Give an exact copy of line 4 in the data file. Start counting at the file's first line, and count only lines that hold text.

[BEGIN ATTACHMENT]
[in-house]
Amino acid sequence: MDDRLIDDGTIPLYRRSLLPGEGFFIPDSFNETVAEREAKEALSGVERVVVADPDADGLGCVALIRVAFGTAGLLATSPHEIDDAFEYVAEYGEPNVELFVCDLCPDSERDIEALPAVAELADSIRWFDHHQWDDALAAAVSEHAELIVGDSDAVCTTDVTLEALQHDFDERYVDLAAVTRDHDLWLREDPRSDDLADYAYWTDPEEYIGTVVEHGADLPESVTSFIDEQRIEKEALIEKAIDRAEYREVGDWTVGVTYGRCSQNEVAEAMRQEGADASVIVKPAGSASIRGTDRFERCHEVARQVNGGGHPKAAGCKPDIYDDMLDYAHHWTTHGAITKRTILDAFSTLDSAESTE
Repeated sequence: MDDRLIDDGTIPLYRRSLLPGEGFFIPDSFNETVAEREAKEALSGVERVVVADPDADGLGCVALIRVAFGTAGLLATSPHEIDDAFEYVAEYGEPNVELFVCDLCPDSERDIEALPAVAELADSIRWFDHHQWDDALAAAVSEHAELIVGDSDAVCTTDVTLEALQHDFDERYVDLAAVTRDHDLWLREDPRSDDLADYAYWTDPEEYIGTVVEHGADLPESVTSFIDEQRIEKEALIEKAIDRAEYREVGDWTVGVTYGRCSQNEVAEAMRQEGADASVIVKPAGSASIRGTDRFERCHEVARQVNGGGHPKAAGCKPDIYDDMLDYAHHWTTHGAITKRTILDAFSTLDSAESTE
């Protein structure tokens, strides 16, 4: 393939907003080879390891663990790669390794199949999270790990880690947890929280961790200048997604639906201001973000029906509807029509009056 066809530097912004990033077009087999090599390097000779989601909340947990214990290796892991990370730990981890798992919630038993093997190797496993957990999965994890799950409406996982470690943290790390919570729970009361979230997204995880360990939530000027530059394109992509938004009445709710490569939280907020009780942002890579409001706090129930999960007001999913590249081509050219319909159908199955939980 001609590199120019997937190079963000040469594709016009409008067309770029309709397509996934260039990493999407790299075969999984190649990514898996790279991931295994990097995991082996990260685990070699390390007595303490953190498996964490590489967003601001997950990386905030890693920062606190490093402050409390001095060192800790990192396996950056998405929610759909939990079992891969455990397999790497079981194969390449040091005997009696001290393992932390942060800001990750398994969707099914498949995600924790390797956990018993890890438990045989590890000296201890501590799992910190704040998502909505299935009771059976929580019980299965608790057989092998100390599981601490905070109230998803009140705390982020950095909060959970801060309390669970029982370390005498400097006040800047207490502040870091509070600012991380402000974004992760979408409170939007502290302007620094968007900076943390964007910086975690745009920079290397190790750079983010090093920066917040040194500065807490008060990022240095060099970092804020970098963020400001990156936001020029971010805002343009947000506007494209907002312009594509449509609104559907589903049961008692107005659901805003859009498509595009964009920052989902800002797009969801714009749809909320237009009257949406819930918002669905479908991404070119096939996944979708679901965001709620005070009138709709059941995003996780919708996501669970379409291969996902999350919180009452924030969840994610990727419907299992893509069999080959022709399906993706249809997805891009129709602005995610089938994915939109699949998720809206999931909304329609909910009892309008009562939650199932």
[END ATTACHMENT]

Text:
């Protein structure tokens, strides 16, 4: 393939907003080879390891663990790669390794199949999270790990880690947890929280961790200048997604639906201001973000029906509807029509009056 066809530097912004990033077009087999090599390097000779989601909340947990214990290796892991990370730990981890798992919630038993093997190797496993957990999965994890799950409406996982470690943290790390919570729970009361979230997204995880360990939530000027530059394109992509938004009445709710490569939280907020009780942002890579409001706090129930999960007001999913590249081509050219319909159908199955939980 001609590199120019997937190079963000040469594709016009409008067309770029309709397509996934260039990493999407790299075969999984190649990514898996790279991931295994990097995991082996990260685990070699390390007595303490953190498996964490590489967003601001997950990386905030890693920062606190490093402050409390001095060192800790990192396996950056998405929610759909939990079992891969455990397999790497079981194969390449040091005997009696001290393992932390942060800001990750398994969707099914498949995600924790390797956990018993890890438990045989590890000296201890501590799992910190704040998502909505299935009771059976929580019980299965608790057989092998100390599981601490905070109230998803009140705390982020950095909060959970801060309390669970029982370390005498400097006040800047207490502040870091509070600012991380402000974004992760979408409170939007502290302007620094968007900076943390964007910086975690745009920079290397190790750079983010090093920066917040040194500065807490008060990022240095060099970092804020970098963020400001990156936001020029971010805002343009947000506007494209907002312009594509449509609104559907589903049961008692107005659901805003859009498509595009964009920052989902800002797009969801714009749809909320237009009257949406819930918002669905479908991404070119096939996944979708679901965001709620005070009138709709059941995003996780919708996501669970379409291969996902999350919180009452924030969840994610990727419907299992893509069999080959022709399906993706249809997805891009129709602005995610089938994915939109699949998720809206999931909304329609909910009892309008009562939650199932």